Connect to share and comment

The priest sex abuse scandal is closing in on the pope

Opinion: He needs to stop blaming the media for the failings of his own leadership and his own church.


First of all, the "media" is not a monolith out to get the Catholic church. Reporters who have worked hard to expose injustice on the part of priests and the church hierarchy that allowed them to prey on children are not villains. We were just doing our job.

I started reporting on this sordid story 20 years ago when I uncovered a disturbing side of Father Bruce Ritter, a kind of folk hero in New York who saved kids from the street. The only problem was that a long list of those street kids came forward to say Ritter, the founder of the charity Covenant House, was also sexually abusing them. It was one of the first, big national priest sex abuse scandals to break in the country and I wrote a book about it titled "Broken Covenant".

I returned to the story in 2002 when I did reporting from the Vatican for The Boston Globe that augmented the Spotlight Team's investigation of priest sex abuse scandals. Through it all, I never lost my faith. Not yet, anyway. And I don't think I'm much different than a lot of reporters I know who happen to be Catholic and who've been part of a hard journey to bring the darkness of the Catholic Church's priest sex abuse scandal into the light.

Many of these reporters, like at least a half dozen or so of my colleagues from The Boston Globe, and others at National Catholic Reporter and ABC News and several different news organizations that have investigated these cases, are strong reporters who were born into and remain connected to their Catholic faith. I’m thinking of Kevin Cullen and Tom Farragher at the Globe and Jason Berry in New Orleans who has written powerfully on this issue as an author and correspondent for NCR longer than any one. For reporters like these, the mission to tell the truth is right up there along side the Sunday school catechism they learned growing up. In fact, digging at the truth might even be something you could say we happened to learn through our faith.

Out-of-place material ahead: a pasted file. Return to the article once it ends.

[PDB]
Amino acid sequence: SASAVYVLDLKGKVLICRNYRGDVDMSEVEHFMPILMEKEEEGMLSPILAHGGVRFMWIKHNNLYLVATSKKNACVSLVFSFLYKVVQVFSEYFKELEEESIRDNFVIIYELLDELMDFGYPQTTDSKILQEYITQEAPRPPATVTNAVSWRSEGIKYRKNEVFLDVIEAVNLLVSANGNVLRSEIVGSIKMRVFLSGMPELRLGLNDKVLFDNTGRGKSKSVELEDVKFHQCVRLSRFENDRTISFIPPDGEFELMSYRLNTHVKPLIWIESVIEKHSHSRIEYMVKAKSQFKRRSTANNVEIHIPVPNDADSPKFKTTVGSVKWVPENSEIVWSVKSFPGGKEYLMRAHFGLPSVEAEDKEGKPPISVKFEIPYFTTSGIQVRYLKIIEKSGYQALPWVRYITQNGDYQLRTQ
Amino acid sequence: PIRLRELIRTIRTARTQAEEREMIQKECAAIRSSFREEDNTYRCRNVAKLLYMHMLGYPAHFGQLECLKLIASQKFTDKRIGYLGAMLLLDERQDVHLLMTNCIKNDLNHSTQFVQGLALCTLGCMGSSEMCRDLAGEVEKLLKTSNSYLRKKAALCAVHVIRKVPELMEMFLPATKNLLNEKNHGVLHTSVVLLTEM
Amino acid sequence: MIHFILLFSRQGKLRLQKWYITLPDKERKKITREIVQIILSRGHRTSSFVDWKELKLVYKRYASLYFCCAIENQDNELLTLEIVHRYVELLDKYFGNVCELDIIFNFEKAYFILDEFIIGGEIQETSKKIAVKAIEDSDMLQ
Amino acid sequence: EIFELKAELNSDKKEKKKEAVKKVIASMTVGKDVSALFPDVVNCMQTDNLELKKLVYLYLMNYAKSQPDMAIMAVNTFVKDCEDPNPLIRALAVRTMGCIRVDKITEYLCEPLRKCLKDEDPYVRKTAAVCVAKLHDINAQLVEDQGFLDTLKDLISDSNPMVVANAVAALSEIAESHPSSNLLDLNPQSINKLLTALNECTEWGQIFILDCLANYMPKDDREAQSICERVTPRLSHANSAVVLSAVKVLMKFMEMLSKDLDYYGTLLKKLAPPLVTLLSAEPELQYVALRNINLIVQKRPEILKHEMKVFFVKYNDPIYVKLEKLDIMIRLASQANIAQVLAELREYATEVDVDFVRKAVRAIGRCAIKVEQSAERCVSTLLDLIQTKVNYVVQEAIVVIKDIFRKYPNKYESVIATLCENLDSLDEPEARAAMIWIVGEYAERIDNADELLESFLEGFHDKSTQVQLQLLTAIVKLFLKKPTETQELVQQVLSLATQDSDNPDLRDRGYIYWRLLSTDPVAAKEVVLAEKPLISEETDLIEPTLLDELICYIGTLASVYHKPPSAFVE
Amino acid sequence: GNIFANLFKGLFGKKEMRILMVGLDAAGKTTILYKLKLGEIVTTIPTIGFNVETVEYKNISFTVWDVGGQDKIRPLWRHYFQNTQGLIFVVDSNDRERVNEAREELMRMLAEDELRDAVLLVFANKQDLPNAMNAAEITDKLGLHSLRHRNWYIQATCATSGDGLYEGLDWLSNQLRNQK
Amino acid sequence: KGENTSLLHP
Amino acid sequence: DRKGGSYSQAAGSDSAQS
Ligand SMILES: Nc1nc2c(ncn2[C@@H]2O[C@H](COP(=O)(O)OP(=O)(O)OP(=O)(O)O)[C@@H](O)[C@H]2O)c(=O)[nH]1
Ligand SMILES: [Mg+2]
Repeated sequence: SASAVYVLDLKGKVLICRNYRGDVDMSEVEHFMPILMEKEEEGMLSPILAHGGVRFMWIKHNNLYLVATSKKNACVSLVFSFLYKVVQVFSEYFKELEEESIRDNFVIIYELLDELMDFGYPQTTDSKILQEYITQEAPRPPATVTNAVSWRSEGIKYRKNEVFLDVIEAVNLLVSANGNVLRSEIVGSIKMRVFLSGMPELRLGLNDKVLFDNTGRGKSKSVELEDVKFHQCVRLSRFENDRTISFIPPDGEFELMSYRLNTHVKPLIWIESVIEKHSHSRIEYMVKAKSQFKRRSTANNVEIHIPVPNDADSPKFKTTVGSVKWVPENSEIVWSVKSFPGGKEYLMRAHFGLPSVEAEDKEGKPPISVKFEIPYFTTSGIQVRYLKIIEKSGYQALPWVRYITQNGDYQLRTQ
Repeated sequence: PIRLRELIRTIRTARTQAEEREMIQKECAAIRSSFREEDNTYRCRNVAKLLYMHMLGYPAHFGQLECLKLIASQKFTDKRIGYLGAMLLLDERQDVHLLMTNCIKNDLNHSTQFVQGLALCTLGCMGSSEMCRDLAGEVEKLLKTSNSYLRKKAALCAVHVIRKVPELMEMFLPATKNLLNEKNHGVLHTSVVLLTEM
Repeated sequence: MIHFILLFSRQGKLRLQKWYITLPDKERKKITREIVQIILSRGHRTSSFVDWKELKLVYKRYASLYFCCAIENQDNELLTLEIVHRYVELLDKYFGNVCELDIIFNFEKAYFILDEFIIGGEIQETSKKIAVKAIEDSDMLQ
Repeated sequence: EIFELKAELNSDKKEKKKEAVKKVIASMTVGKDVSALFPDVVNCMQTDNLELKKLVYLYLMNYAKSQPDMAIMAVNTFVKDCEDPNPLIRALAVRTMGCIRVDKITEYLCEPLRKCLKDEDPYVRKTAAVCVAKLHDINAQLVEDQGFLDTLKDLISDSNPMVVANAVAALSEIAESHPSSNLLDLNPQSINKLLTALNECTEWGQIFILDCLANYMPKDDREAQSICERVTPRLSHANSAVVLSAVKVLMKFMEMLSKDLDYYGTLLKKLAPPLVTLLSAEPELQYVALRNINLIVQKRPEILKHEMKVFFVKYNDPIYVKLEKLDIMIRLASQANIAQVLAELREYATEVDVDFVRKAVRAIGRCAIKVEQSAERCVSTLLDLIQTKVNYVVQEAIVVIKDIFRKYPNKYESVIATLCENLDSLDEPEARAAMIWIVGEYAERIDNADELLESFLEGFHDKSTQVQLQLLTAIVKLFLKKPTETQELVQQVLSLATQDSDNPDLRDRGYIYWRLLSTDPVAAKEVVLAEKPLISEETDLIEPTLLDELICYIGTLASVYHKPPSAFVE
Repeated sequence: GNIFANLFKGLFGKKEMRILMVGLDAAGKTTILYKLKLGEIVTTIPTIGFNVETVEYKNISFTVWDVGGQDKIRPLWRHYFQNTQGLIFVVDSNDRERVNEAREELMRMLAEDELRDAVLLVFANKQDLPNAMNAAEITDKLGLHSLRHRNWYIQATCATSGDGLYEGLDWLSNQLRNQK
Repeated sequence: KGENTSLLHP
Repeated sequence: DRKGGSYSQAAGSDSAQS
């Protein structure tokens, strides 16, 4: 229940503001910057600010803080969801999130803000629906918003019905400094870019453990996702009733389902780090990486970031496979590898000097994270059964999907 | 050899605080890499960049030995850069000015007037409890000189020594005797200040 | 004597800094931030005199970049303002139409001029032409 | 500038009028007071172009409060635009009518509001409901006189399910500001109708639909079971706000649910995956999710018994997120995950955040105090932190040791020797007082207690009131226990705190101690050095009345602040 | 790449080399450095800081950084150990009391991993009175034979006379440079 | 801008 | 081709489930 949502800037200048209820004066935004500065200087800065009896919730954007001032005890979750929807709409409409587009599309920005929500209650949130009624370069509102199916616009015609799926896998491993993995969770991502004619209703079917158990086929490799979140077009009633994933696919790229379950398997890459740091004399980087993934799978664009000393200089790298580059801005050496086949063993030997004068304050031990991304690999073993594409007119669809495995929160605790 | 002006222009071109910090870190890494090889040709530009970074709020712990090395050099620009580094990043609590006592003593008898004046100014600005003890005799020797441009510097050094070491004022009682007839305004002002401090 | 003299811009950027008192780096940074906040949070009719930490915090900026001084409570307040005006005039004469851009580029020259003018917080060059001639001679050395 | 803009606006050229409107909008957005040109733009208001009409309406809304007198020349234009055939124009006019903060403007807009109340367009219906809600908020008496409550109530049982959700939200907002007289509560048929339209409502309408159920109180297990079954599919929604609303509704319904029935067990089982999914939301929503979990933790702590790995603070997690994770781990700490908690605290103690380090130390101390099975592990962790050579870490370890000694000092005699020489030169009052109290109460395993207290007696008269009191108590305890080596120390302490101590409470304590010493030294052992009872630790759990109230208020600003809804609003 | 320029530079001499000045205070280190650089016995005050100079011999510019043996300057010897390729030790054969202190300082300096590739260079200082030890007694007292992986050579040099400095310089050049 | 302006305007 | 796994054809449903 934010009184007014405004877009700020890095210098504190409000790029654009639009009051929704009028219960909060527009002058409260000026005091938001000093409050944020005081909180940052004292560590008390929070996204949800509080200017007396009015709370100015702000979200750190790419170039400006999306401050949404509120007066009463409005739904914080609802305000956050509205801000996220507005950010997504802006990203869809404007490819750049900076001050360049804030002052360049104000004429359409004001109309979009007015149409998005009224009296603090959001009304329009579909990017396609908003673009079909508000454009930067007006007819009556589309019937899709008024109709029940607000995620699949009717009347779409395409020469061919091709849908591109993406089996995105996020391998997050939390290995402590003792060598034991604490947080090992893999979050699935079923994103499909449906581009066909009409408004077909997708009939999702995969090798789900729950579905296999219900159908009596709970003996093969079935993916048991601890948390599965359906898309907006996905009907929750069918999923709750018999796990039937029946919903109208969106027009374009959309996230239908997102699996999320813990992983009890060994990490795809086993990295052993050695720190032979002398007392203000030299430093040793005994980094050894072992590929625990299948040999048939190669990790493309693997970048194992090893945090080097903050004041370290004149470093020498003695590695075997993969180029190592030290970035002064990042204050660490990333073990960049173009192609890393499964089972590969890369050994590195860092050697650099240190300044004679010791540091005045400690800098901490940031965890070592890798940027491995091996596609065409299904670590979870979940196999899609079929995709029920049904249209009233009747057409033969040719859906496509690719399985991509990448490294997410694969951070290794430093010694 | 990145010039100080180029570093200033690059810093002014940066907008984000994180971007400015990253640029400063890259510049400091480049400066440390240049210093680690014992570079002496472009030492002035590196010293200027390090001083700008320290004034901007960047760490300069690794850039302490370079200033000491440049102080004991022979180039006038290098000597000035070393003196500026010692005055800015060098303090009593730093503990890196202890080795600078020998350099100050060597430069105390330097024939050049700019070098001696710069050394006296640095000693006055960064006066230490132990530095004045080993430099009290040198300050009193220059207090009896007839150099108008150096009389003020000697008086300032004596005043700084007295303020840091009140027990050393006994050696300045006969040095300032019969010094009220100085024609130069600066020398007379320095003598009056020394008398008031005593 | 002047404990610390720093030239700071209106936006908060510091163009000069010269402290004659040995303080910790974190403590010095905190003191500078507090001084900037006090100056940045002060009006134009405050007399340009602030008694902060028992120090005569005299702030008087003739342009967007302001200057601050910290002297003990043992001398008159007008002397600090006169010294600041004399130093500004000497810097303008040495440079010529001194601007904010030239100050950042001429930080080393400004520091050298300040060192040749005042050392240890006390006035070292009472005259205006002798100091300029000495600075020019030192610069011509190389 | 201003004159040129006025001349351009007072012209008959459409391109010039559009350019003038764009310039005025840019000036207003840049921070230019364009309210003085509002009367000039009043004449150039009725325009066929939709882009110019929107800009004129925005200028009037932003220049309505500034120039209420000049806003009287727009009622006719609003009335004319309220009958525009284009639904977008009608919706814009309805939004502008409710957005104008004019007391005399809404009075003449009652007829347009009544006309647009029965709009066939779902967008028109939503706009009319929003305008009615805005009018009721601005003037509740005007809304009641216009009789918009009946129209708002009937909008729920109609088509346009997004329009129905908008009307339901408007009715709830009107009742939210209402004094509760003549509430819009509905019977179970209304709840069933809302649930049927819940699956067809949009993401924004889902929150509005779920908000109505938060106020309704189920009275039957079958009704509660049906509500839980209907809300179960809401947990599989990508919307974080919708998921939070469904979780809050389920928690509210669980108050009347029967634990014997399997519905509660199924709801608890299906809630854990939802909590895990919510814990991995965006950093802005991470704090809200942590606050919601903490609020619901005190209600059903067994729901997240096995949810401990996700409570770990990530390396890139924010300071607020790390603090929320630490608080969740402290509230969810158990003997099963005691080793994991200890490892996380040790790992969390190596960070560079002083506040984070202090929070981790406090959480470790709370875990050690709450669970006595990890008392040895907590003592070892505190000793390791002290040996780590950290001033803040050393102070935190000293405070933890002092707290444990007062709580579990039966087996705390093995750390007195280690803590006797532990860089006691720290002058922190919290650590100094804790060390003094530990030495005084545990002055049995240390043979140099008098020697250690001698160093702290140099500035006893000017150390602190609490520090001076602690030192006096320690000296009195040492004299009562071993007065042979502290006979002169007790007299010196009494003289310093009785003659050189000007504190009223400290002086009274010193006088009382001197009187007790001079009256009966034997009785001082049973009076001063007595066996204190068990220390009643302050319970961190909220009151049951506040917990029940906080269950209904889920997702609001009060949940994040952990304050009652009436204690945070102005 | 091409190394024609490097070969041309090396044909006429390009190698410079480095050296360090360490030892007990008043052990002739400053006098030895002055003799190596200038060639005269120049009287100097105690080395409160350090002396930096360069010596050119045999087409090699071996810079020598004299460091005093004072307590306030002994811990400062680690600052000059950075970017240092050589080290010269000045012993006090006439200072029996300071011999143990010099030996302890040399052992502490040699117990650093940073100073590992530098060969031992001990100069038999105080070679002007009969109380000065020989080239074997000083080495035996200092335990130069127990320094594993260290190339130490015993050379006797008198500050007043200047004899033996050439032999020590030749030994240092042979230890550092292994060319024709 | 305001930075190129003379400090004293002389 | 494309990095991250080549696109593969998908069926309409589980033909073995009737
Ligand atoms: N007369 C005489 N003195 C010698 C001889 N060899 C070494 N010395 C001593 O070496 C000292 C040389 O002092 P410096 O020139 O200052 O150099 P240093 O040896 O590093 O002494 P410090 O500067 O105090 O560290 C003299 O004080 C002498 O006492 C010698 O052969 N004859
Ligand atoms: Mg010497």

And so I found myself praying for the leadership of the church to wake up and take a clear look around them, and to abandon this insular, anti-media approach. I hope they might stop blaming those of us in the media and instead look more closely at the church and at their own failings. After years of reporting on this subject, my sense is that there are few who embody this rigidity against the media, or what he would call “the secular media,” more than the pope himself.

This rejection of the secular world is something of a pattern in the life of Joseph Ratzinger. This is the name with which he was born before he took the name Benedict XVI for his papacy. From what we know about his past, it seems Ratzinger has often turned away from the sweeping forces of history swirling around him and retreated back into his faith, into the scripture.

In fact, the day after his election in Rome, he explained that he chose the name Benedict for his papacy as a reflection of this deeply private relationship with God, and this characteristic intolerance for any forces of modernity that might challenge that relationship. It was the 5th century Saint Benedict who retreated from the chaos and decadence of the time to seek solitude in the countryside and establish what he called “a rule of life,” which would become the basis for the orderly life inside monasteries tucked away from the temptations and challenges of the secular world.